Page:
The Texas Supreme Court will hear arguments next month in a case that pits two interests that are dear to many Texans against each other: oil and gas resources versus private property rights. The justices will consider a broad question: Just how far below the earth’s surface do property lines extend?Full Story
Population growth and several droughts in the late 1990s and early 2000s led to more concern over Texas's water supply. Debate over the issue typically finds landowners on one side, environmentalists on the other. Environmental groups support restrictions on water pumping and water use, because droughts proved the risk of a low water supply, and because of the risk ...
Groundwater doesn't flow according to the state's political boundaries. Yet it's regulated largely along county lines, a decades-old system that is facing increased criticism among some of those fighting for more access to the resource.
Fishing and tourism in Matagorda Bay depend in large part on freshwater supplied by the Colorado River. But the drought has all but cut off those flows, and wildlife and recreation on Texas' Gulf Coast have suffered.Full Story
As the drought continues across Texas, more oil and gas companies are considering the long-term benefits of water recycling, and state officials are trying to make the transition easier.
As the drought continues and farmers struggle to keep their crops irrigated, many are probing beneath their land for water. But when water is such a precious commodity, procuring it is not ever simple.
Environmental advocates and fishermen along the Gulf Coast met this week to discuss the uncertain future of Matagorda Bay's ecology. Their conclusion: Saving it could require legal action.Full Story
Now that Texas voters have agreed to spend $2 billion to finance water supply projects, legislators say the state finally has some money to execute its water plan. But it's a plan full of contradictions and uncertainty.
Now that Proposition 6 has passed with close to 75 percent of the vote, the real work of water planning — and jockeying for funds — begins.Full Story
Check out our interactive, county-by-county map of voter turnout and results on the creation of a new water fund from the state's Rainy Day Fund.Full Story
On Saturday, Wichita Falls will enter an unprecedented stage 4 of emergency drought response, which includes a total ban on outdoor watering and an internal audit of water consumption by local businesses.
This week in the Newsreel: The voting is over for now, the latest University of Texas/Texas Tribune Poll is out, and a statewide candidate questions the loyalty of anyone who loves Texas but hates fracking.Full Story
Texas voters said yes to a big-ticket proposition for water projects and no to some other spending items, leaving a question for policymakers with a to-do list full of expensive problems: Is the public willing to go along?Full Story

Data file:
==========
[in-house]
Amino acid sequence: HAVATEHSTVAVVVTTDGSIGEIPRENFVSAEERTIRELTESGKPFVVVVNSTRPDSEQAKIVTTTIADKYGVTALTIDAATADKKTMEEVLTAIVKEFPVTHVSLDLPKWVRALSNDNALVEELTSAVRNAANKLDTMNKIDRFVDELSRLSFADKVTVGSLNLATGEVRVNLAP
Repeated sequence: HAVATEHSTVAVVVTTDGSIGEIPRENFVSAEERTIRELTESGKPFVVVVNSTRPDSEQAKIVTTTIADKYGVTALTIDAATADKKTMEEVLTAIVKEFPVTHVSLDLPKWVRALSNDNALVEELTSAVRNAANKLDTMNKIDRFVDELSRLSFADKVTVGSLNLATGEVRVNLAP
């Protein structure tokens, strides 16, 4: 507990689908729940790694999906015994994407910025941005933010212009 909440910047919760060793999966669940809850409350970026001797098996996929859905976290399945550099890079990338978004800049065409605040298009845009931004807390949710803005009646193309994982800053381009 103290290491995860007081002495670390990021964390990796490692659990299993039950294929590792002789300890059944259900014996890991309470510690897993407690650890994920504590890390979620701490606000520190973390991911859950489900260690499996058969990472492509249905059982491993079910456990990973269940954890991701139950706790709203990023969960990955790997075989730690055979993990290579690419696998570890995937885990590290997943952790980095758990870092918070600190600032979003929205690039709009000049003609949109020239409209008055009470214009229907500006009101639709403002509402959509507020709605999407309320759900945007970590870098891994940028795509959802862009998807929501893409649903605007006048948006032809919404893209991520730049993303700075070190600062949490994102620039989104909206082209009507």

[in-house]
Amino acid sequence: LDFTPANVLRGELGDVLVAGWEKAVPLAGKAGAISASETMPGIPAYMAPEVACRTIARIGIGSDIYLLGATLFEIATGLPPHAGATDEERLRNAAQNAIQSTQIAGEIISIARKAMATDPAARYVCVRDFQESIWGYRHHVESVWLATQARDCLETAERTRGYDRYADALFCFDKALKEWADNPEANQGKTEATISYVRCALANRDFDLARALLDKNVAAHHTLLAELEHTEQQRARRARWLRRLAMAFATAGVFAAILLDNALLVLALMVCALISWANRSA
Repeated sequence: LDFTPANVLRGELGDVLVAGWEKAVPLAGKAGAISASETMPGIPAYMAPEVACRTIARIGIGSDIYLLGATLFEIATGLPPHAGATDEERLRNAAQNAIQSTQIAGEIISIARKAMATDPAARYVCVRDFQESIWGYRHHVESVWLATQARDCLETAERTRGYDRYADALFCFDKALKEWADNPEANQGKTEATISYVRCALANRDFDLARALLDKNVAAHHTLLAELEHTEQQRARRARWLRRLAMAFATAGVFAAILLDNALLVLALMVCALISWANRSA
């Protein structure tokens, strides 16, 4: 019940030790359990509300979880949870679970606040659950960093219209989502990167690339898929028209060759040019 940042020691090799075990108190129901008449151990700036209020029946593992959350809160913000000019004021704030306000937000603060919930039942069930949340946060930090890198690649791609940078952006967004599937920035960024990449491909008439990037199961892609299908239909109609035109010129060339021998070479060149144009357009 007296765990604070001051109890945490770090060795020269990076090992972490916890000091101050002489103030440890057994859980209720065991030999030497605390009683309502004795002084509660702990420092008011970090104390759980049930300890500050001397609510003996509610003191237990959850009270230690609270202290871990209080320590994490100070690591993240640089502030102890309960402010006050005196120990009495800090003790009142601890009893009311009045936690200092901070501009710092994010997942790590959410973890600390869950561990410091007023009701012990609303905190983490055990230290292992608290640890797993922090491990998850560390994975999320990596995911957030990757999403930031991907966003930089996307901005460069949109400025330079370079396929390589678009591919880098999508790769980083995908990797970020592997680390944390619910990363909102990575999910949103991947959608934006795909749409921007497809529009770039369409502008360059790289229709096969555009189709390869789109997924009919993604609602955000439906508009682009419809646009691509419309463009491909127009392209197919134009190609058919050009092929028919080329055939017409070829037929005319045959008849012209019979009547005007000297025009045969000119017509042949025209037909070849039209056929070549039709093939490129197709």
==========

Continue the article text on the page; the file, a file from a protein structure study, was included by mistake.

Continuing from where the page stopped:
Texas voters addressed the state's fast growth and lingering drought Tuesday by approving a $2 billion water fund and eight other constitutional amendments in a low-turnout election.Full Story
Use our interactive map to check out the correlation between the success of the water ballot measure and the severity of drought conditions around the state.
Whether or not Texas voters approve Proposition 6, which would take $2 billion from the state's savings account to use for water financing, the state has a long way to go in dealing with its water deficit.
The Tribune polled all candidates running for statewide office to determine whether they support or oppose Proposition 6. Scroll through this table to see where each of them stands.Full Story
M. Smith on wasted private tutoring efforts, Satija on government protection for the lesser prairie chicken, Root finds a new nest of Democratic trial lawyers, Malewitz finds a border skirmish featuring mollusks, Hamilton with the latest on politics at the University of Texas, Batheja on the link between vehicle traffic and bond ratings, Aguilar finds some promise in a juvenile justice program in Eagle Pass and Aaronson covers the court fight over new abortion regulations: The best of our best for the week of Oct. 21-25, 2013.Full Story
Texas is poised to reopen discussions about its border with Oklahoma after an episode involving a mollusk invasion, an idle water supply and a missing 74-year-old map.Full Story
Political chatter about a grassroots uprising against the water funding measure on the November ballot appears to be overblown. Polling indicates a fair amount of Tea Party support for that constitutional amendment.Full Story
There is no doubt investment bankers, lawyers and financial advisors are salivating at the chance to get their hands on $2 billion. Unfortunately, the new water fund won’t do anything to address the growing need for water infrastructure in Texas.Full Story
Our booming economy, rapidly growing population and the drought that has plagued most of the state for years are combining to stress our ability to meet our water demands. If we do nothing to address these needs, we place at risk the health and well-being of future generations.Full Story
In a new television ad produced by the Water Texas PAC, baseball hall of famer Nolan Ryan advocates for Proposition 6, a water financing measure on the November ballot.Full Story
State homeland security rules have frustrated public safety officials in Texas seeking to learn more about potentially hazardous dams and the risk of flooding in their areas.Full Story